How to Implement and Style the Dialog Element

Go in-depth on the native dialog HTML element with this tutorial and learn how to implement a user-friendly, accessible dialog on your website.

A dialog is a component of web interfaces providing important information and requiring user interaction in response. The user’s attention should be focused exclusively on the active dialog element, both visually and interactively. Information and user actions presented by the dialog should be phrased simply and unambiguously. So, a dialog is interruptive by nature and should be used sparingly.


Imagine a user browsing a web application from a mobile phone. The application needs the user’s decision about its settings immediately in order to keep functioning properly – like enabling location services in order to give directions on a map. This could be a use case for a dialog:

  1. The dialog pops up. Only the dialog is interactive, lying over the rest of the content.
  2. The dialog’s header explains the required actions in short. The dialog’s body may contain more detailed information.
  3. One or more interactive elements provide possible user actions in order to find a solution.


A modal dialog consists of a container, title, description, buttons and a backdrop. If the user’s flow browsing the application must be interrupted anyway, the least we can do is to present the user a concise and well structured, clear dialog to attract their focus and quickly make an action in order to continue browsing.

The basic structure of a modal dialog element.
Basic structure of a modal dialog

It’s essential to phrase a clear and unambiguous message in the title, so the reader can understand it at a glance. Here is one example:

  • Not such a good title: “Do you want to proceed?”
  • Better, because direct and clear: “Allow access to the file system?”

Of course, further information can be put in the body of the dialog itself, but the gist should be comprehensible by reading the title and button texts only.


A dialog always needs to suit a notable purpose: Getting the user to make a choice in order to finish a task or to keep the application functioning properly (like enabling location services for navigation).

Should the dialog close by clicking the backdrop?

Well, I only asked myself this question after trying to implement that behavior with the native dialog element. As it turns out, it’s far easier with ordinary divs to achieve.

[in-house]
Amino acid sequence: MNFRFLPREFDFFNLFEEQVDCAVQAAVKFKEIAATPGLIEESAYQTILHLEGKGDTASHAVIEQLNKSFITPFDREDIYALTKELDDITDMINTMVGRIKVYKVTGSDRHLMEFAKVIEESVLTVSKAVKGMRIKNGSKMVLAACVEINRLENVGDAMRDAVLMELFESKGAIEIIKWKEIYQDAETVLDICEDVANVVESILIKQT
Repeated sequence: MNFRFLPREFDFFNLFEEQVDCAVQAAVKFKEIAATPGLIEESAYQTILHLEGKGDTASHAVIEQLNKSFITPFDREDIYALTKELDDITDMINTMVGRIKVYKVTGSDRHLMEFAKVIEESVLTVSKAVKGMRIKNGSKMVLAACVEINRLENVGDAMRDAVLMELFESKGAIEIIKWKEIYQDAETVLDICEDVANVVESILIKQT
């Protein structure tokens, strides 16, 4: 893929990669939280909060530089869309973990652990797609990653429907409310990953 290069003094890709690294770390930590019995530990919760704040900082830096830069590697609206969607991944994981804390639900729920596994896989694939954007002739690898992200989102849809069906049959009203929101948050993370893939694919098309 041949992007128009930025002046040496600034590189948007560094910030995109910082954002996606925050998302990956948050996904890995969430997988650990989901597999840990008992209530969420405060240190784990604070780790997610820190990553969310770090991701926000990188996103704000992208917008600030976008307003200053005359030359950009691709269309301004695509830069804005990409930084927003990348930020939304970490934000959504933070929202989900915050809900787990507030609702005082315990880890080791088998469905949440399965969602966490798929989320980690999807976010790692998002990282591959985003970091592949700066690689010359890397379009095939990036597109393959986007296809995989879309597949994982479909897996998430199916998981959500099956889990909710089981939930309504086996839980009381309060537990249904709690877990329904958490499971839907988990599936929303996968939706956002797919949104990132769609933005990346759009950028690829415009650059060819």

Without the native dialog element, your markup would look something like this:

<div id="dialog" role="dialog" aria-modal="true">
  <!-- Your dialog content -->
<div class="backdrop"></div>

And the corresponding CSS

.backdrop {
  position: fixed;
  top: 0;
  left: 0;
  right: 0;
  bottom: 0;

Here we have an ordinary div stretching out over the full viewport. We can easily grab that div.backdrop with JavaScript and implement our “close-modal-on-click-behavior”.

const backdrop = document.querySelector(".backdrop");
const dialog = document.getElementById("dialog");

backdrop.addEventListener("click", function() { = none; });

So, why can’t we do exactly this with the native dialog element?

The native dialog element comes with a pseudo-element called ::backdrop when invoked with dialog.showModal(). As the name suggests, it is not part of the DOM, and so we cannot access it using JavaScript…

How can we add an event listener on an element, which is essentially not part of the DOM? Well, there are workarounds, like detecting a click outside of the active dialog, but that’s a completely different story.

And once I’ve come to understand, that it is not that easy, I’ve revisitied the initially posed question: Is it worthwhile to close the dialog on click outside?

No, it is not. Keep in mind, that we wanted the user to make a decision. We interrupted the user’s flow of browsing the application. We phrased the message clearly and directly, so that it’ll be comprehensible at a glance. And then we allow the user to dismiss everything we have carefully put together with a single click?! I don’t think so.


When we implement a dialog, the following requirements must be observed carefully:

  • Focus the first interactive element inside the modal once the dialog opens (*)
  • Trap focus inside the modal dialog
  • Provide at least one button that closes the dialog
  • Prevent interaction with the rest of the page (*)
  • Close the dialog when the user presses ESC (*)
  • Return focus to the element, that opened the dialog in the first place

Requirements marked with (*) are handled by the native dialog element out of the box, when opened as a modal.

So in order to get all the benefits listed above, we’re going to invoke the dialog using the method showModal provided to us by the native dialog JavaScript API.

// Open dialog as a modal
const dialog = querySelector("dialog");

Example HTML structure

<button id="open_dialog">Open Dialog</button>

    alt="Illustration of Location Services"
  <h2 id="dialog_title" class="h2">Use location services?</h2>
  <p id="dialog_description">
    In order to give directional instructions, we kindly ask you to turn
    on the location services.
  <div class="flex flex-space-between">
    <button id="close_dialog">Close</button>
    <button id="confirm_dialog" class="cta">Confirm</button>

Because we’re using the native dialog element here, we do not need to use role="dialog", modal="true" or similar for an accessible implementation.